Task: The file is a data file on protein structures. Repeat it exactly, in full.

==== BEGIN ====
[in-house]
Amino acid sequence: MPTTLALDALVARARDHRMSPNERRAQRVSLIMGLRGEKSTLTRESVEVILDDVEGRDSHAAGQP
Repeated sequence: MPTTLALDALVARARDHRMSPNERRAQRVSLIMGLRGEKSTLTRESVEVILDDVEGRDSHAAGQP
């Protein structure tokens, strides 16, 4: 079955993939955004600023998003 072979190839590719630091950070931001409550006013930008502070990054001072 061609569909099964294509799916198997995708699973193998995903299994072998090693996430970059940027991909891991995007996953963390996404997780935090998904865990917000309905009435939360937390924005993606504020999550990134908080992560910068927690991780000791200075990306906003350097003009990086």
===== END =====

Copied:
[in-house]
Amino acid sequence: MPTTLALDALVARARDHRMSPNERRAQRVSLIMGLRGEKSTLTRESVEVILDDVEGRDSHAAGQP
Repeated sequence: MPTTLALDALVARARDHRMSPNERRAQRVSLIMGLRGEKSTLTRESVEVILDDVEGRDSHAAGQP
């Protein structure tokens, strides 16, 4: 079955993939955004600023998003 072979190839590719630091950070931001409550006013930008502070990054001072 061609569909099964294509799916198997995708699973193998995903299994072998090693996430970059940027991909891991995007996953963390996404997780935090998904865990917000309905009435939360937390924005993606504020999550990134908080992560910068927690991780000791200075990306906003350097003009990086």